Two emotionally intense woman-centered productions are among the offerings at this fall’s fifth Destinos: Chicago International Latino Theater Festival, with the first focusing on the psychological pitfalls in a tested relationship, while the second delves into a brilliant, neurodiverse woman’s challenges and triumphs.
Enough to Let the Light In Through 10/23: Thu-Fri 8 PM, Sat 3 and 8 PM, Sun 3 PM, Steppenwolf 1700 Theater, 1700 N. Halsted, 312-335-1650, steppenwolf.org, $25-$45. Presented in English.
Blanco Temblor9/29-10/2: Fri-Sat 8 PM, Sun 3 PM, Den Theatre, 1331 N. Milwaukee, clata.org, $31. Presented in Spanish with English subtitles.
Billed as a thriller, Teatro Vista’s Enough to Let the Light In (see Emily McClanathan’s review), written by Los Angeles-based Paloma Nozicka, presents girlfriends Marc (Melissa DuPrey) and Cynthia (Lisandra Tena) as an engagement celebration is transformed into an evening of life-transforming revelation.
Director Georgette Verdin says Nozicka was writing about “a classic case of ‘opposites attract’ with these two women. It sort of is looking at how the things that draw us closer together are the same things that tear us apart and what happens when someone we love threatens our most deeply held beliefs.”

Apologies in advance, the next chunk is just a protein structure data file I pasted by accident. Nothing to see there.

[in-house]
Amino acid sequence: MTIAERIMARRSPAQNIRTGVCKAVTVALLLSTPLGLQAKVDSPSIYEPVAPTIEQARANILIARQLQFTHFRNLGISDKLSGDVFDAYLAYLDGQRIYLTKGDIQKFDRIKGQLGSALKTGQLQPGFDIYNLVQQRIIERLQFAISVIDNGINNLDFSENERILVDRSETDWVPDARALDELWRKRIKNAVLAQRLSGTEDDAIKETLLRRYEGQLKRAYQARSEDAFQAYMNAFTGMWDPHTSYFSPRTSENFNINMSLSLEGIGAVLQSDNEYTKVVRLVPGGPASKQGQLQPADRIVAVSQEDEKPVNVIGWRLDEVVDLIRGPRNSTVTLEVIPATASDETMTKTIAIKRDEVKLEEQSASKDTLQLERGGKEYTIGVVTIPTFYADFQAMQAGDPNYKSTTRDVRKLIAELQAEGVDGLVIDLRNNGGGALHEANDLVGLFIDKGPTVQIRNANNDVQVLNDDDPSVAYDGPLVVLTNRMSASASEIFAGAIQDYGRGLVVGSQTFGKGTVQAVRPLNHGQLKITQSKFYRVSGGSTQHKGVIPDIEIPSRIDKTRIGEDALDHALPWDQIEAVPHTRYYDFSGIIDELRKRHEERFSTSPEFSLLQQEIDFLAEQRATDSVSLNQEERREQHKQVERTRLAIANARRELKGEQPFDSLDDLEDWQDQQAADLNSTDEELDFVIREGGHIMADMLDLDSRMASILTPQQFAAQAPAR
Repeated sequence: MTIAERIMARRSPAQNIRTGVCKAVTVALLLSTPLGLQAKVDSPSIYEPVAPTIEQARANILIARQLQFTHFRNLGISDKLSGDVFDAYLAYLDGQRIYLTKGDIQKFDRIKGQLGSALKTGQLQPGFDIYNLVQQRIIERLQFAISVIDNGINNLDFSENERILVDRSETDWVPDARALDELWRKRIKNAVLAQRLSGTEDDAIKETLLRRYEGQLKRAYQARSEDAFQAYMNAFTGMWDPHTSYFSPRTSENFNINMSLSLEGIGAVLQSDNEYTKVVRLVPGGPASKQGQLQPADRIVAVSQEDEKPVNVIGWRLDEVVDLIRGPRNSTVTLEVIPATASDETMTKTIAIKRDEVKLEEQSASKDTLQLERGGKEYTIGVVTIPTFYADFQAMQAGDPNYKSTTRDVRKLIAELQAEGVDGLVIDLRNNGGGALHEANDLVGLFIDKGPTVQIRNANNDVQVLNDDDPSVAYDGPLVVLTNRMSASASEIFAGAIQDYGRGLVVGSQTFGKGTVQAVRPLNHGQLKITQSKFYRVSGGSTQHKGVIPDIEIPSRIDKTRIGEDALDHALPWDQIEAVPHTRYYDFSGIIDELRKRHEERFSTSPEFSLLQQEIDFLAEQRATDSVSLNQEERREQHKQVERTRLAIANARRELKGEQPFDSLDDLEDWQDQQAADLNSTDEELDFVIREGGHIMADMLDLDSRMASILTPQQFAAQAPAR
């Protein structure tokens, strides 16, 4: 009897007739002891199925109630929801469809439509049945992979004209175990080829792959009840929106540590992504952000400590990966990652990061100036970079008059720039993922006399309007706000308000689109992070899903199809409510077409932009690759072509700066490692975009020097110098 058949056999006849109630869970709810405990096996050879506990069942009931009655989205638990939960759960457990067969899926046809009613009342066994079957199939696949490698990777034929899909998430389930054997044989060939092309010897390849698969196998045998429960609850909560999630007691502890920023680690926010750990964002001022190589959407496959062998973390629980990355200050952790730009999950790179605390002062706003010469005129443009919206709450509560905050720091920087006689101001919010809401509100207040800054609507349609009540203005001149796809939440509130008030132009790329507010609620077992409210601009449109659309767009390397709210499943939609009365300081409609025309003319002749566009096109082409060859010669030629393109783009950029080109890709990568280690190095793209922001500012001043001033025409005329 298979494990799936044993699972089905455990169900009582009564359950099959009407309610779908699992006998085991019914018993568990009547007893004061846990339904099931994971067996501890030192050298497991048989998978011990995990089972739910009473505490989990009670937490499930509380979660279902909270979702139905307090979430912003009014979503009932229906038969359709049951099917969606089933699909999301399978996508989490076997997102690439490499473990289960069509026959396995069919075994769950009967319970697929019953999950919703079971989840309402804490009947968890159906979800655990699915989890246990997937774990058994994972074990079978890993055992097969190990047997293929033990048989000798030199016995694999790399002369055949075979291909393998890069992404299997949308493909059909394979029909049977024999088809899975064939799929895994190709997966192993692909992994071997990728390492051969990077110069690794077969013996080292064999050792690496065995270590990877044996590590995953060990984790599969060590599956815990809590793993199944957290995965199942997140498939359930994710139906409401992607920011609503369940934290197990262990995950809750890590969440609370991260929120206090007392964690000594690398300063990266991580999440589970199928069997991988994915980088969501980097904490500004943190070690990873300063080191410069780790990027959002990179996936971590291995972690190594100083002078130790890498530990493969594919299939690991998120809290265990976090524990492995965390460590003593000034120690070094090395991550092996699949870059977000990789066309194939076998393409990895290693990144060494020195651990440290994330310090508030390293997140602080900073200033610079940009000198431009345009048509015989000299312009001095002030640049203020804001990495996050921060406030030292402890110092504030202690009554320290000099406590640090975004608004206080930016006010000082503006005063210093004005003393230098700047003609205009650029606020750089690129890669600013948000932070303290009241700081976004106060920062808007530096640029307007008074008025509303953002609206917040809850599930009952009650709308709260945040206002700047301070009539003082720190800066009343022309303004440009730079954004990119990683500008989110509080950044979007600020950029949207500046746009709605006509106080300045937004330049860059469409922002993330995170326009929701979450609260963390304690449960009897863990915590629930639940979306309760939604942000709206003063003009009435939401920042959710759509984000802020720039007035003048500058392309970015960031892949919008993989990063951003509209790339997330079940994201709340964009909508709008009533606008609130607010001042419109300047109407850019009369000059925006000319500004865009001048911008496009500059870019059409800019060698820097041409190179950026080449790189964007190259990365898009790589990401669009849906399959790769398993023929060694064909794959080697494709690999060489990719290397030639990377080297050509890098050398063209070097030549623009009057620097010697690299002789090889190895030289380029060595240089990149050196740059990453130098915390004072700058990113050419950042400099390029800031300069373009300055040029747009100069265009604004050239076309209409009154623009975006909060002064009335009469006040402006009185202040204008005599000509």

She admits that Enough to Let the Light In will probably be emotionally challenging for audiences, and calls staging the production (which is presented at Steppenwolf’s 1700 Theater) “setting the dominoes up while making sure that we don’t knock them over too soon.”
Verdin explains, “When you’re in the process of something like a thriller that has a lot of twists and turns, it’s important to remember that the audience is coming in for the first time. It can be really easy to lose sight of what is surprising when you’ve spent weeks on this. A lot of what we’re doing right now [in technical rehearsals] is a lot of calibrating, to make sure that we’re not getting ahead of ourselves and thus ahead of the audience.”